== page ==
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Following the Paper Trail

Donald Duck is about to lose his temper. After following Tintin around downtown Cairo all afternoon, he’s now convinced that they are, despite the young Belgian’s claims, hopelessly lost. To make matters worse, Tintin seems more occupied with fixing the clock overlooking Talaat Harb Square than in reaching their next destination. As the intrepid reporter swings from the arms of the timepiece, cheering enthusiastically, Donald Duck looks up at him and mutters angrily, “What are you, an idiot?”

Although it may sound like one, the episode described above is neither a dream, nor a drug-fuelled hallucination. Rather, it is one of the many entertaining events featured in a nine-issue comic book created by Spanish artist Francesc Ruiz as part of his exhibition,The Paper Trail, currently on display at Cairo’s Contemporary Image Collective.

Ruiz’s exhibition is divided between two separate pieces, the second of which takes the form of the aforementioned comic series. To get to that, though, one would first have to explore the stack of newspapers constituting the other half or Ruiz’s exhibition. Displayed in an otherwise bare room at CIC is Ruiz’s recreation of a typical Cairo ‘newsstand’—in which newspapers and publications are stacked in piles and laid out on the sidewalk, with stones placed atop of each pile as anchors against the wind. The effect of seeing such an accurate recreation in an atypical setting is strangely disorienting, but there’s more to Ruiz’s literary sculpture than immediately meets the eye. A closer inspection reveals that while every national newspaper—and tabloid—is present, their front pages have all been slightly altered. The result is, to say the least, extremely interesting and endlessly engaging.

“The idea was to create a dialogue within the community of stones,” Ruiz explains. “A metaphysical conversation of sorts, about the city and its people.” To create this dialogue, Ruiz set out to collect all 64 news publications available in Cairo—ranging from the familiar names such as Al-Ahram and Al-Masry Al-Youm, to the more obscure Made in China and Al-Avocato. Ruiz then scanned the covers and reprinted them on similarly low-quality paper, with a few additions of his own. In the finished product, images of the stones are superimposed over the front pages, and printed along with the text, ultimately becoming part of the newspapers themselves. A series of speech bubbles—also superimposed over the text—give voice to the stones, with a variety of questions, statements, exclamations, and sarcastic remarks relating to the headlines, or, in some cases, the surrounding environment.

“I love the smell of an exhaust!” exclaims a large rock, partially covering Al-Ahram’s iconic logo, while Al-Akhbar’s paperweight laments its past life as a decorative piece at the bottom of an aquarium. A stone printed over the cover of a sports publication reminds the audience that “not everyone likes football,” while one stone, centered among the scantily clad women populating the front page of a cheap tabloid teases, “stones have a secret life, too.” Across the newsstand, an opposition paper’s anchor complains “anything I say will be misunderstood,” while the stone weighing down a stack of French language Le Progrès Egyptien’s naively asks, “Does anyone here understand German?”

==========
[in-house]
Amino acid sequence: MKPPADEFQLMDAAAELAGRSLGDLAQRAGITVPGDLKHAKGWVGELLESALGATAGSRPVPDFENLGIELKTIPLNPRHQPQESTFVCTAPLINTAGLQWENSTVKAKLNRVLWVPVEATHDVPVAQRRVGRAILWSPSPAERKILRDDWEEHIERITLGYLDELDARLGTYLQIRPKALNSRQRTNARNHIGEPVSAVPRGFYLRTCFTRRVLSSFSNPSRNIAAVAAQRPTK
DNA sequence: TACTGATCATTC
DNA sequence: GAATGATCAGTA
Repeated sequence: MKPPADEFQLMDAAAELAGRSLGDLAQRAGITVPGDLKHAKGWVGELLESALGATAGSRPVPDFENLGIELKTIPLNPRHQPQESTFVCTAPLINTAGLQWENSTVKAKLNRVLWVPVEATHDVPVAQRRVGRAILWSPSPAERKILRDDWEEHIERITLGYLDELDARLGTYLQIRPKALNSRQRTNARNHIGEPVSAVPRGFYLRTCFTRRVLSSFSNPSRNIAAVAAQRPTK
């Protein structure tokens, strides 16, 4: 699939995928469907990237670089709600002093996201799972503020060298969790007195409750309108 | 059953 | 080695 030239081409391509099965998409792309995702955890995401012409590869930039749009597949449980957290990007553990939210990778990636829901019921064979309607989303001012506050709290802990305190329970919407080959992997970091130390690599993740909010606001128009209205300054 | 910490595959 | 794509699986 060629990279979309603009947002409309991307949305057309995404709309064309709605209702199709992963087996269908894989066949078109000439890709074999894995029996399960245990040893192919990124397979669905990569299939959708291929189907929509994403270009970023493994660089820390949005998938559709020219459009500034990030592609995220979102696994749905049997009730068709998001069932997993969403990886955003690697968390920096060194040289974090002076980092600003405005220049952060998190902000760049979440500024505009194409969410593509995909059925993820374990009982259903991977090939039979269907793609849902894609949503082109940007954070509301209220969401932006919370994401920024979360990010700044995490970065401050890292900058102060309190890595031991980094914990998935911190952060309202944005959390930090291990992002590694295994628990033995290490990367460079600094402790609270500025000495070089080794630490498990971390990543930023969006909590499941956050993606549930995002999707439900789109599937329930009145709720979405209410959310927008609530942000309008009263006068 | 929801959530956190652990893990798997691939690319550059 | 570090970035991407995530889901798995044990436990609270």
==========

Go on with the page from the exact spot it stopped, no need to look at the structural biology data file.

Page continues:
This newsstand recreation—appropriately titled Newsstand—is not the first time Ruiz has indulged his fascination with the subject. In 2006, Ruiz unveiled his first newsstand recreation in his native Spain, followed by a Philadelphia version earlier this year. “Newsstands represent their own little society,” the artist explains enthusiastically. “All these vividly colored magazine covers with faces printed on them, stacked and lined up next to each other. All these eyes peering out at you from the top of other magazines placed in front of them. They all represent different aspects of society.”

“To me, the architecture of newsstands is very unique. They are objects that, until the internet became what it is today, were used as an easy way to directly access information of all sorts—news, sports, entertainment, even sex. Now, everything has moved to the internet. Newsstands are disappearing in countries like the States.”

In Egypt, however, newsstands are still as ubiquitous as ever, and Ruiz’s recreation of a typical Cairo spread is a far cry from the vertical mosaics of his previous efforts. As the artist points out, “Every country has its own style or variation of newsstands.” For Ruiz, the typical Egyptian sidewalk display struck him as being something particularly “Special. It suits the design of the actual publications, and the stones are an essential part of that whole architecture.” This last thought is especially well-reflected in Ruiz’s model, as, besides the scanned and superimposed rocks, the artist constructed a variety of his own by crumpling up pages of newspapers and coloring them in charcoal shades of black and grey.